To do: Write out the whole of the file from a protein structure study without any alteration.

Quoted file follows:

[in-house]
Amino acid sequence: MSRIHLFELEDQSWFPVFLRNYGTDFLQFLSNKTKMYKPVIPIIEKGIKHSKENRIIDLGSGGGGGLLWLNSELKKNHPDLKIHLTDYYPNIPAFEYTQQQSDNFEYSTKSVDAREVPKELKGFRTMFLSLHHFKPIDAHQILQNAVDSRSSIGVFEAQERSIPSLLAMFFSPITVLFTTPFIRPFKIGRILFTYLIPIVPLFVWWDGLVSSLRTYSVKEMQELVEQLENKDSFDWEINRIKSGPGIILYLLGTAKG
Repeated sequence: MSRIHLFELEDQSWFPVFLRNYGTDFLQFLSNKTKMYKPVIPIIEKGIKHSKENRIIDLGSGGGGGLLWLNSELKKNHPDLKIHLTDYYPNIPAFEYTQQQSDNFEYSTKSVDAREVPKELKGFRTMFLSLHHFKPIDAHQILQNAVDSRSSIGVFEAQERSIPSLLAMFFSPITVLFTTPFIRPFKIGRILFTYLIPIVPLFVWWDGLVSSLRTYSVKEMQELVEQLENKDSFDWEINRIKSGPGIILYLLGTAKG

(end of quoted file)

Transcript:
[in-house]
Amino acid sequence: MSRIHLFELEDQSWFPVFLRNYGTDFLQFLSNKTKMYKPVIPIIEKGIKHSKENRIIDLGSGGGGGLLWLNSELKKNHPDLKIHLTDYYPNIPAFEYTQQQSDNFEYSTKSVDAREVPKELKGFRTMFLSLHHFKPIDAHQILQNAVDSRSSIGVFEAQERSIPSLLAMFFSPITVLFTTPFIRPFKIGRILFTYLIPIVPLFVWWDGLVSSLRTYSVKEMQELVEQLENKDSFDWEINRIKSGPGIILYLLGTAKG
Repeated sequence: MSRIHLFELEDQSWFPVFLRNYGTDFLQFLSNKTKMYKPVIPIIEKGIKHSKENRIIDLGSGGGGGLLWLNSELKKNHPDLKIHLTDYYPNIPAFEYTQQQSDNFEYSTKSVDAREVPKELKGFRTMFLSLHHFKPIDAHQILQNAVDSRSSIGVFEAQERSIPSLLAMFFSPITVLFTTPFIRPFKIGRILFTYLIPIVPLFVWWDGLVSSLRTYSVKEMQELVEQLENKDSFDWEINRIKSGPGIILYLLGTAKG